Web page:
on October 15, 2010
"The Essential Chomsky" is a collection of 25 pieces of writing from Noam Chomsky from the first piece, a critical review of "Verbal Behavior" by B. F. Skinner published in 1959 in the journal "Language" to Chomsky's afterword from "Failed States: The Abuse of Power and the Assault on Democracy" from 2006. Chomsky is best known in two areas, one being his career as a linguist, and the other for his outspoken liberal views in which he holds the United States and the West to the same standard which others hold the rest of the world, and there are examples of both contained in this collection edited by Anthony Arnove, who has also written on current affairs.
Arnove makes a good choice in starting with Chomsky's review of "Verbal Behavior"; because Chomsky's skillful dissecting of Skinner's work clearly demonstrates the way Chomsky's mind works as well as the thoroughness with which he examines every subject. It also is a good choice because one avoids any political bias when reading it. With his political pieces, of course such emotional attachments to one's position exist, and so it would be much more difficult to set a baseline with one of those pieces.
When looking at the political pieces, Chomsky uses the same logic and thorough examination tactics that he used in his review, and that he also brings to the other writings on linguistics, with varying levels of effectiveness. For example, his brief look at the war crimes committed by the Allies in World War II fails to work for me in some of key areas: he seems to ignore the fact that there are issues with almost all tactics used in war, and the inherent immorality of war; he fails to deal with the reality that
Germany and Japan were both trying to develop nuclear weapons and so there was a need to end the war before they were successful; he fails to deal with the reality that Japan was teaching their "civilians" to fight against the invaders, which then calls into question whether or not they would be considered "civilians" or "enemy combatants".
That being said, I believe he is right to discuss these issues, because tactics like firebombing, and using nuclear weapons should never go unquestioned, and while one may be able to justify some events, other events may be questionable. Dresden in particular is one event which has caused great debate over the years, and undoubtedly still will for some time to come.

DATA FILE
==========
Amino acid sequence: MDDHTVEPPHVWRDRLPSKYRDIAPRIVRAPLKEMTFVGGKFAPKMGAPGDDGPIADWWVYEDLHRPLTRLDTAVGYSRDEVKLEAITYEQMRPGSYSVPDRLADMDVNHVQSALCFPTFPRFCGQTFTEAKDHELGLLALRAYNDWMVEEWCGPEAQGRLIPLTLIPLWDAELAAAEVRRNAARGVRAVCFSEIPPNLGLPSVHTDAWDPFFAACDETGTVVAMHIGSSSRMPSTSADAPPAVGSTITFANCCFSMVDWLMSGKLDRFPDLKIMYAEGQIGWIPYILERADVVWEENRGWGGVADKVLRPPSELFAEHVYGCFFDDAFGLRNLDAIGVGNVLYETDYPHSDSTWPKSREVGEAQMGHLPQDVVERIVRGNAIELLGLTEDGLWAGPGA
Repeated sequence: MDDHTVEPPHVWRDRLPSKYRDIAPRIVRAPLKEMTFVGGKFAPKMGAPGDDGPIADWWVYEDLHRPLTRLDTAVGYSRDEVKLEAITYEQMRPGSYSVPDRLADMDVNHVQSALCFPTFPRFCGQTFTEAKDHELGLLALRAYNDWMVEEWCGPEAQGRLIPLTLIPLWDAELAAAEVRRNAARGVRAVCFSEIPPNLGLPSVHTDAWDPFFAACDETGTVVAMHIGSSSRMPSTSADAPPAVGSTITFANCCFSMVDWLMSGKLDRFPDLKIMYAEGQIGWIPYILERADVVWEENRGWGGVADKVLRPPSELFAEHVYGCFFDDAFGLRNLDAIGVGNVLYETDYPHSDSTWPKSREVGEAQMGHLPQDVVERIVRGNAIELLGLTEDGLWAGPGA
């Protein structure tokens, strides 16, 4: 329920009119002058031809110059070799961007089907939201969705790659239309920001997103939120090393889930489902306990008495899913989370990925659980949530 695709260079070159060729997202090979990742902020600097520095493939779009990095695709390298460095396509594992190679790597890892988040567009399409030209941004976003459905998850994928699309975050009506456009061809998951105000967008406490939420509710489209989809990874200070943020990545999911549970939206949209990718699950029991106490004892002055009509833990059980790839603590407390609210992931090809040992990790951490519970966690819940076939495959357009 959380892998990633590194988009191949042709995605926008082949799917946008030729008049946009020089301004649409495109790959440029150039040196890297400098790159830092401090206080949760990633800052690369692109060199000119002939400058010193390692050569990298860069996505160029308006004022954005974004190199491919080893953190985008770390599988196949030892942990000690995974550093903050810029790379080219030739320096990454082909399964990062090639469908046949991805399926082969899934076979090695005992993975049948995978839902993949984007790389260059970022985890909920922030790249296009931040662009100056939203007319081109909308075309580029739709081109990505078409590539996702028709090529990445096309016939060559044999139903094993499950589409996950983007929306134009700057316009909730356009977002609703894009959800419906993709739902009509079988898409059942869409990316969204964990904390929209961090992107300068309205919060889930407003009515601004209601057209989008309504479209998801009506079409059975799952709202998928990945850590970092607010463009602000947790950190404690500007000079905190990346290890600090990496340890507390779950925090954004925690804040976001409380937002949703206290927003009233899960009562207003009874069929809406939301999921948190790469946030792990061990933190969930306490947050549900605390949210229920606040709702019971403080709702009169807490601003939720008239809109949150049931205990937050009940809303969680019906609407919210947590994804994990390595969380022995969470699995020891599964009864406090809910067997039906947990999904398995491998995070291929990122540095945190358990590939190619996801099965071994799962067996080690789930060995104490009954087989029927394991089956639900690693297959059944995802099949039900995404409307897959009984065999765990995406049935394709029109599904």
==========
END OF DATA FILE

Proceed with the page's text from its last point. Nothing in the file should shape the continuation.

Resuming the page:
Chomsky's more thorough look at Vietnam and events since then is far more devastating to the perception of the U.S. and the West than the discussion of World War II. Chomsky meticulously looks at the statements made by our leaders as to why we were involved in these conflicts, and systematically eliminates those which can be shown to be false, leaving behind a rather unappealing reality of what has motivated the U.S. government over the years. Of course, one has to read these sections carefully as well, but here Chomsky offers alternative behaviors which may have had a significant impact on the situation in the world today.
The linguistic sections are also quite good, but many of them are fairly advanced and in some cases require re-reading to fully comprehend the discussion. "Language and the Brain", for example, is a wonderful look at what is perhaps the most amazing function of the brain, i.e. the capacity to take a grammar and to utilize it unlimited ways to communicate with others. Even if you don't like Chomsky's very liberal views on politics, it is articles like this that make reading this book worthwhile.
Whether you are interested in his works on Linguistics, or those of a political nature, Chomsky is fairly consistent in providing a dispassionate discussion of the subject. Of course, his political views might irritate or even infuriate the reader at times, but he never relies on personal attacks or other cheap tactics and instead he stays focused on the subject under discussion. I have always enjoyed reading Chomsky, because he often challenges my views, and forces me to rethink my positions to make sure they have a solid rational foundation and are not built on emotion or personal biases.
This is a very good book, but of course as it provides a little bit on a large variety of subjects, it doesn't have the depth on any particular subject. Still, it does give the reader an indication of where to go for more with regards to the pieces provided, and then also includes a good bibliography of Chomsky's works.